Mabel Aghadiuno reviews a new book on St Angela of Foligno.
[New City Magazine – March 2007]
Passionate Mystic of the Double Abyss, edited by Paul Lachance, is an intriguing book. It is not an easy or a comfortable read, but it is certainly challenging. The book is an account of a ‘love affair’ between Angela of Foligno and the ‘suffering God-man’ and was originally written to ‘demonstrate the possibility of becoming aware of the presence of the Trinity within oneself.’
Angela was born in Foligno, a small town near Assisi some years after the death of St Francis of Assisi and is his spiritual daughter. Wife and mother, at the age of 37 in 1285 she has a strong conversion experience and becomes aware of the futility of her life up until then. The account of her journey (‘twenty steps’ and then ‘seven supplementary steps’) then begins and this is where the reading becomes challenging. Although from a well-to-do family, Angela of Foligno, was illiterate. Her spiritual insights were transcribed for her and I had to constantly remind myself that I was attempting to engage with a woman separated by more than seven hundred years of history, with all the changes in culture, understanding, philosophy, language, customs and mentality that this entailed. Thirteenth century people cannot be scrutinised with twenty-first century lenses, and once I removed those lenses, I was in a better position to learn from Angela’s teaching.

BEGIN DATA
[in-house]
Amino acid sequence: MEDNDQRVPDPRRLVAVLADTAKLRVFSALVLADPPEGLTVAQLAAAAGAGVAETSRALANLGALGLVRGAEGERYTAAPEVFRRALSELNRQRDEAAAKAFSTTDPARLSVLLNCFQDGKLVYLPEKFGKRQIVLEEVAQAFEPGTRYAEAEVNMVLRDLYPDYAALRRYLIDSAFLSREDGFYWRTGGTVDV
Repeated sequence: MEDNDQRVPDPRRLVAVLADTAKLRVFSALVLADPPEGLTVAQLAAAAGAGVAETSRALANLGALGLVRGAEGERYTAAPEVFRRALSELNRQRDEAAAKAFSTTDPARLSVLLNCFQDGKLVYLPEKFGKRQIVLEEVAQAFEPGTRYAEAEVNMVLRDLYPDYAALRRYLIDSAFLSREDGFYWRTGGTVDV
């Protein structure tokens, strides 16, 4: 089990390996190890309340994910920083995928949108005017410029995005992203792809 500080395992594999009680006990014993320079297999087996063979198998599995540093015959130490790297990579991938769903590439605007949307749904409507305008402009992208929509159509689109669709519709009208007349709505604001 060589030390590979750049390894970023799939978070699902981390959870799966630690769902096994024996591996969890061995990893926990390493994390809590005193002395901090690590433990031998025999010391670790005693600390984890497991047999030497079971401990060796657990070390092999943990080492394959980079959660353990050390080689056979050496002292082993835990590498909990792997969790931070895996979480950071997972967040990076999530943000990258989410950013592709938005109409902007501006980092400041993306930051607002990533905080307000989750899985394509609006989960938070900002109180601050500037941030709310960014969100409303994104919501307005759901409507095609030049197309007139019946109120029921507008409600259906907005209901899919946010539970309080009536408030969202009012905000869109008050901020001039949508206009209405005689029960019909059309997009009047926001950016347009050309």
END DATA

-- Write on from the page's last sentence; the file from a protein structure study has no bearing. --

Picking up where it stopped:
The overriding theme in Angela of Foligno’s writings is the knowledge of God and the knowledge of self. The other theme is love for Christ crucified. In the sixth step Angela sees that she has ‘offended all the creatures that had been made for me’ and she asks for forgiveness. Knowledge of self helps her see the defects in her soul. In the ninth step she realises that to go to the cross she has to go empty-handed and strip herself of everything – attachments to family, friends, possessions and ‘even my very self’. Angela had many dreams and visions and I found them thought-provoking. I found myself tempted to view her fainting as hysteria or imagination run completely riot especially when she says things like:
Afterwards this fire of the love of God in my heart became so intense that if I heard anyone speak about God I would scream.
Externally, these fainting episodes would probably have been viewed as such today. However I found that they were also irrelevant because through the archaic language, Angela declared the truths that are immutable: the intensity of God’s love for each one of us, the fact that this love is not a ‘hoax’, while our love for him often is, the fact that the Trinity does dwell within us if we only seek to find him. Mystics who came after use some of Angela’s language and mirror her experiences: Teresa of Avila, Francis de Sales and Teihard de Chardin.
Something that at times makes me recoil from mystics is the seeming preoccupation with the self and salvation. Angela of Foligno’s last words are a testimony instead to what her life was:
Truly there is no greater charity on earth than to suffer for the sins of others… the charity which does this is not of this world. My children, strive to have this charity.